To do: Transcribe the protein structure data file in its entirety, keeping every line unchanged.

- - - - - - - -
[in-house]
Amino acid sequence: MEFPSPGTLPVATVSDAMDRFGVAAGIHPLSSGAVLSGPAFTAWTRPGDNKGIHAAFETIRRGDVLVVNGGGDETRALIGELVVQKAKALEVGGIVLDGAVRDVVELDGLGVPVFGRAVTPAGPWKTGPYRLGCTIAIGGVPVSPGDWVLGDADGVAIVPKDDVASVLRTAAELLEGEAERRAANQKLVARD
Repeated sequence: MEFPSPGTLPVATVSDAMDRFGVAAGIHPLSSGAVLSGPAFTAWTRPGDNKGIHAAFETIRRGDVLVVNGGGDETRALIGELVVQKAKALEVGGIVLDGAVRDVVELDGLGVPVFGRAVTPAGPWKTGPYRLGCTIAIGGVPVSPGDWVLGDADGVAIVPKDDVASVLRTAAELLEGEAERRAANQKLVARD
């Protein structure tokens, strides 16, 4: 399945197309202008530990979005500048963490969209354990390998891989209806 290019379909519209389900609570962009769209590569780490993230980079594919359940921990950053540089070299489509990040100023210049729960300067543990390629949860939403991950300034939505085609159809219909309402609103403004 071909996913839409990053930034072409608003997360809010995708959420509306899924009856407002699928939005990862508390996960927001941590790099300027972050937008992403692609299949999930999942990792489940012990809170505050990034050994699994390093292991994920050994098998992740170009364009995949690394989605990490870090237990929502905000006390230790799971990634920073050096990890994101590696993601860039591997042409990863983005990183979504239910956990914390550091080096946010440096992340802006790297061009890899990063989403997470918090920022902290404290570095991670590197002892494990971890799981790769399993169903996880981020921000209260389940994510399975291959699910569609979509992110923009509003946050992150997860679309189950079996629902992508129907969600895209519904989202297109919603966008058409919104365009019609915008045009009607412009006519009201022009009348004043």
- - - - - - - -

[in-house]
Amino acid sequence: MEFPSPGTLPVATVSDAMDRFGVAAGIHPLSSGAVLSGPAFTAWTRPGDNKGIHAAFETIRRGDVLVVNGGGDETRALIGELVVQKAKALEVGGIVLDGAVRDVVELDGLGVPVFGRAVTPAGPWKTGPYRLGCTIAIGGVPVSPGDWVLGDADGVAIVPKDDVASVLRTAAELLEGEAERRAANQKLVARD
Repeated sequence: MEFPSPGTLPVATVSDAMDRFGVAAGIHPLSSGAVLSGPAFTAWTRPGDNKGIHAAFETIRRGDVLVVNGGGDETRALIGELVVQKAKALEVGGIVLDGAVRDVVELDGLGVPVFGRAVTPAGPWKTGPYRLGCTIAIGGVPVSPGDWVLGDADGVAIVPKDDVASVLRTAAELLEGEAERRAANQKLVARD
């Protein structure tokens, strides 16, 4: 399945197309202008530990979005500048963490969209354990390998891989209806 290019379909519209389900609570962009769209590569780490993230980079594919359940921990950053540089070299489509990040100023210049729960300067543990390629949860939403991950300034939505085609159809219909309402609103403004 071909996913839409990053930034072409608003997360809010995708959420509306899924009856407002699928939005990862508390996960927001941590790099300027972050937008992403692609299949999930999942990792489940012990809170505050990034050994699994390093292991994920050994098998992740170009364009995949690394989605990490870090237990929502905000006390230790799971990634920073050096990890994101590696993601860039591997042409990863983005990183979504239910956990914390550091080096946010440096992340802006790297061009890899990063989403997470918090920022902290404290570095991670590197002892494990971890799981790769399993169903996880981020921000209260389940994510399975291959699910569609979509992110923009509003946050992150997860679309189950079996629902992508129907969600895209519904989202297109919603966008058409919104365009019609915008045009009607412009006519009201022009009348004043």